Appeal from the Order of the Unemployment Compensation Board of Review in the case of Denise Ann Azzari, No. B-237357.
Lorraine D. Taylor, for petitioner.
Charles D. Donahue, Associate Counsel, with him, Charles G. Hasson, Acting Deputy Chief Counsel, for respondent.
Judges Craig and Palladino, and Senior Judge Barbieri, sitting as a panel of three. Opinion by Senior Judge Barbieri.
[ 104 Pa. Commw. Page 255]
In this unemployment compensation case, Denise Ann Azzari, Claimant, appeals here an order of the Unemployment Compensation Board of Review (Board) denying her unemployment compensation benefits. The Board found she was discharged for willful misconduct rendering her ineligible for benefits pursuant to Section 402(e) of the Pennsylvania Unemployment Compensation Law (Law), Act of December 5, 1936, Second Ex. Sess., P.L. (1937) 2897, as amended, 43 P.S. § 802(e). We affirm.
Claimant was last employed as a dance instructor by Point Park College (College) earning $12.00 per hour. In 1979 while a student at the College, prior to her hire in 1980, she obtained a federally-guaranteed student loan through the College to finance her education. In early 1983 she defaulted on her student loan and was warned by the College in letters dated November 30,
[ 104 Pa. Commw. Page 2561983]
, and March 14, 1984, to set up a repayment schedule or her job would be jeopardized. The College has a policy of requiring employees who have defaulted on student loans taken out at the College to establish repayment schedules. Claimant refused to enter into a repayment schedule and the College discharged her as of June 23, 1984. The Board found her violation of the College's policy on repayment of student loans constituted willful misconduct within the meaning of 43 P.S. § 802(e) and denied her application for benefits. Appeal to this Court followed.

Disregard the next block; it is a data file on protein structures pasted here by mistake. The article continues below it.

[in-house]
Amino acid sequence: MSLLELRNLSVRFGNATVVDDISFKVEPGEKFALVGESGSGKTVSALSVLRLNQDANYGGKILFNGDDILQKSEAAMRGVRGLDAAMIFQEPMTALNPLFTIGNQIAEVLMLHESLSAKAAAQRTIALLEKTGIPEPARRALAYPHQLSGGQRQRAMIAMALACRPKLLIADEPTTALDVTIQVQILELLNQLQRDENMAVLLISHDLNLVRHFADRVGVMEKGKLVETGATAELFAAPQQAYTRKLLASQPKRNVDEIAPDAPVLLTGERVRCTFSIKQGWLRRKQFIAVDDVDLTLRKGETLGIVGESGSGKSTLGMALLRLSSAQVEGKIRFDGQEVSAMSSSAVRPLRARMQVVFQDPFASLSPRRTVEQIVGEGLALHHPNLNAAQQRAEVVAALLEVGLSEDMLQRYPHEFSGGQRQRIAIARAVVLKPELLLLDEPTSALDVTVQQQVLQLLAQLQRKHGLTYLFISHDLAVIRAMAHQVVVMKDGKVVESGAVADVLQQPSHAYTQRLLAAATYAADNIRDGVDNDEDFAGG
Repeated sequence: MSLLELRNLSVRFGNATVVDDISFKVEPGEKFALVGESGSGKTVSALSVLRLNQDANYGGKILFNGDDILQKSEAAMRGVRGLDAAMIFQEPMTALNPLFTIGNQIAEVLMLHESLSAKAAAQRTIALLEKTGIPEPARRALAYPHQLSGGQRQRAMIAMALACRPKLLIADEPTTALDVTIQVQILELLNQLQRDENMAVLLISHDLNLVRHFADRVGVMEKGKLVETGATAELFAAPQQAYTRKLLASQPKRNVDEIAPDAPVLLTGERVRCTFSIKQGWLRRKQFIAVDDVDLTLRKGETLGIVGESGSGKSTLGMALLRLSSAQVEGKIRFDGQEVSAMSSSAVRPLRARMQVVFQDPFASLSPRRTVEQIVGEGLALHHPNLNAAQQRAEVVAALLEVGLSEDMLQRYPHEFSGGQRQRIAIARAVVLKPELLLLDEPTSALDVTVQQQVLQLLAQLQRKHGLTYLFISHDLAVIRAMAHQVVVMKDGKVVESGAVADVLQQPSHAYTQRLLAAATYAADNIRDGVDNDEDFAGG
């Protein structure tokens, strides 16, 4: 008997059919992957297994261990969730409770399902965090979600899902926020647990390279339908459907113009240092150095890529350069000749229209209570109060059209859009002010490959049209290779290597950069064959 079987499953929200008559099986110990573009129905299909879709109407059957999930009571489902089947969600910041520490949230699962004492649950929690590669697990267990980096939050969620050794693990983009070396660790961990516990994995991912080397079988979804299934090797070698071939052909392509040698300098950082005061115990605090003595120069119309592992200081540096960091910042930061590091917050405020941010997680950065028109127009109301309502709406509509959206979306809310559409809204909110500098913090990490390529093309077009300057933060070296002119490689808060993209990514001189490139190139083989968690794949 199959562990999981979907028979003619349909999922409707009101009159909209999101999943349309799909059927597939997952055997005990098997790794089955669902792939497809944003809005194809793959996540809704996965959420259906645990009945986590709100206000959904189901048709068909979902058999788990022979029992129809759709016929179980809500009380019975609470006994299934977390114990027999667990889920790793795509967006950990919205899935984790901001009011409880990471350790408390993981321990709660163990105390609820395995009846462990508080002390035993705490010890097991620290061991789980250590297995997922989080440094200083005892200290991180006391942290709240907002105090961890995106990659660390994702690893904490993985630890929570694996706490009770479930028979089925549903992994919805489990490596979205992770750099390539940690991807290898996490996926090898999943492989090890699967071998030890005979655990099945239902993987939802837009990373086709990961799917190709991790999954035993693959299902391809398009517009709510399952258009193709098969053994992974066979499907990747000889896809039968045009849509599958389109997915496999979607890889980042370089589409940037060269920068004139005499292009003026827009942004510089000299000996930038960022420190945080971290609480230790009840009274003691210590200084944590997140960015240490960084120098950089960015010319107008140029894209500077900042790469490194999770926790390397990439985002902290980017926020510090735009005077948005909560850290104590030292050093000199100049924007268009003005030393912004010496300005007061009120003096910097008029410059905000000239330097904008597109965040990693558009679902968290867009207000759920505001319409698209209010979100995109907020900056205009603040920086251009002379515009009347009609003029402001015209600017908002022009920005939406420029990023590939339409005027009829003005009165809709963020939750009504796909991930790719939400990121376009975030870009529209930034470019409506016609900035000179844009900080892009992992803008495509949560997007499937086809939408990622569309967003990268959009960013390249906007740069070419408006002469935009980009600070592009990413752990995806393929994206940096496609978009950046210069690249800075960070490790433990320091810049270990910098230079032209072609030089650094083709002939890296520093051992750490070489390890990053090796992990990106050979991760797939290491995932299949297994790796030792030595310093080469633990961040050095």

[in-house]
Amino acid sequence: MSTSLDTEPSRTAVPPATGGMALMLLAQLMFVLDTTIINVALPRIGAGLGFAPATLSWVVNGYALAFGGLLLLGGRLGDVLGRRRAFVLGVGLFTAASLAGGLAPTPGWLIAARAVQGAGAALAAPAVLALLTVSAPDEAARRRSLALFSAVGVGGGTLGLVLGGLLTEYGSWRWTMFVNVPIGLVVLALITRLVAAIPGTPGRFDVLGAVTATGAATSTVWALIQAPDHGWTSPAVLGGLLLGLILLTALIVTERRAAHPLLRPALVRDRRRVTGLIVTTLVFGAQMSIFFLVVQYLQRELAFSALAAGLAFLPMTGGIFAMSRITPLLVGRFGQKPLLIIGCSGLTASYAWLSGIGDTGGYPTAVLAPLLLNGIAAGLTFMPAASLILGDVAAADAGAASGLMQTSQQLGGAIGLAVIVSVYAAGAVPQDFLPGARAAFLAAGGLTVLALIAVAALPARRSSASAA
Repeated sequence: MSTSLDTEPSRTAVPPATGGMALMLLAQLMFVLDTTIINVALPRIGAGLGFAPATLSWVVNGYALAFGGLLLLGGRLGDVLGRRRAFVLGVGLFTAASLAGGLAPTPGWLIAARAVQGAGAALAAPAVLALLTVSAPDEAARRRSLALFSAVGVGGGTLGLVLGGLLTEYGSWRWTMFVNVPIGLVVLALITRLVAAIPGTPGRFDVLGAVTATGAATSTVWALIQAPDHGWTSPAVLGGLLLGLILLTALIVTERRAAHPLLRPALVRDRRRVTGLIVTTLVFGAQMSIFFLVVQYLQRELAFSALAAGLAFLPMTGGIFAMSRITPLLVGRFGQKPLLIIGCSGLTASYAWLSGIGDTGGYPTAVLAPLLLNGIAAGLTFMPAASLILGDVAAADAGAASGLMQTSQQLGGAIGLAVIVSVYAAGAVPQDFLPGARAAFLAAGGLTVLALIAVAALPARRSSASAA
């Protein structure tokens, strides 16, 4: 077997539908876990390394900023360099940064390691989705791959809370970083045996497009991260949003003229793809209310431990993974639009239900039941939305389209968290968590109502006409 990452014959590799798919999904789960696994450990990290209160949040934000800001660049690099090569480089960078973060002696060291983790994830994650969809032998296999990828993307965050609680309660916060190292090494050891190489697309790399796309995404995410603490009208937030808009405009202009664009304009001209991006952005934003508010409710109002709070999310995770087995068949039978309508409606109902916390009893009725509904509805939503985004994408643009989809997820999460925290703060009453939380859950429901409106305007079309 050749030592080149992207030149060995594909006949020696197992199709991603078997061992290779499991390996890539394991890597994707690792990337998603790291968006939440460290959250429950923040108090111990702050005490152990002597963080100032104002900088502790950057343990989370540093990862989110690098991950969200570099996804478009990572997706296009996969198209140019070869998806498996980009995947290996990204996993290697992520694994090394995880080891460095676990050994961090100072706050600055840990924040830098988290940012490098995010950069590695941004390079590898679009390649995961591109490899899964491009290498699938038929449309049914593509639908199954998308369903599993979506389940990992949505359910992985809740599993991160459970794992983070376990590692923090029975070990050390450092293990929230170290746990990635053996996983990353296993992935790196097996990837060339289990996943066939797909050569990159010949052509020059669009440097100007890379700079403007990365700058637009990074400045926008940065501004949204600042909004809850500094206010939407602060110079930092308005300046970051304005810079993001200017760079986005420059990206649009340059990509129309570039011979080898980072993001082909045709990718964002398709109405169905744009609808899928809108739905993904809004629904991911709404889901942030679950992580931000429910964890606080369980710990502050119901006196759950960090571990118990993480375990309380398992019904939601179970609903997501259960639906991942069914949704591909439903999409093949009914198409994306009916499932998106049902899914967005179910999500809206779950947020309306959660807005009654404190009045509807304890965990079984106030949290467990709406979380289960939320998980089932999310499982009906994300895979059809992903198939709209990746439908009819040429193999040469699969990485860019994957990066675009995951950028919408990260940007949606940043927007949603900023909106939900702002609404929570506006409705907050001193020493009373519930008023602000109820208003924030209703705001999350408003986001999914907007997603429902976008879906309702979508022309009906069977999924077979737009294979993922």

In this appeal, Claimant argues that: (1) her refusal to establish a repayment schedule did not constitute willful misconduct; and (2) even if her refusal constitutes willful misconduct, she had good cause for refusing to comply with the policy so as to render her eligible for benefits. We address these issues in the order stated, ever mindful that our limited scope of review under Section 704 of the Administrative Agency Law, 2 Pa. C.S. § 704, requires us to affirm the Board unless necessary findings lack support by substantial evidence, an error of law was committed, or a constitutional right of the Claimant was violated. Estate of McGovern v. State Employees' Retirement System, 512 Pa. 377, 517 A.2d 523 (1986); Saxton v. Unemployment Compensation Board of Review, 71 Pa. Commonwealth Ct. 636, 455 A.2d 765 (1983).
Claimant initially contends the College's policy regarding the repayment of defaulted student loans by employees is not sufficiently work-related such that her violation of that policy does not constitute "willful misconduct" as used in Section 402(e) of the Law, 43 P.S. § 802(e). In so arguing, she concedes the College has such a policy, she was aware of it, was warned of the consequences of a violation, and consciously refused to comply. Brief for Claimant at 3-6.
[ 104 Pa. Commw. Page 257]
We initially recognize, as must Claimant, that an employee's conscious violation of a rule or policy of the employer ordinarily constitutes willful misconduct within the meaning of Section 402(e) of the Law so long as the employer's rule or policy is reasonable. See Elliott v. Unemployment Compensation Board of Review, 82 Pa. Commonwealth Ct. 104, 474 A.2d 735 (1984); Johnson v. Unemployment Compensation Board of Review, 54 Pa. Commonwealth Ct. 469, 422 A.2d 1361 (1980). Our appellate courts have in the past recognized that some types of employers may reasonably require their employees to honor their just debts. In Johnson v. Unemployment Compensation Board of Review, 199 Pa. Superior Ct. 194, 184 A.2d 134 (1962), the Superior Court upheld as reasonable a Navy Department policy requiring its civilian employees to honor their just debts. The Court found the policy furthered and protected the employer's interests in that failure to discharge just debts by its civilian employees reflected unfavorably upon the good name of the armed forces and also affected public relations. Id. at 199, 184 A.2d at 134. In Johnson, the Superior Court also opined that other institutions, such as banks and financial institutions, could reasonably require their employees to honor their just debts and violations of such rules would so adversely reflect upon those institutions as to constitute willful misconduct within the meaning of Section 402(e) of the Law, 43 P.S. § 802(e). Id. We also take judicial notice of the fact that the federal government requires ...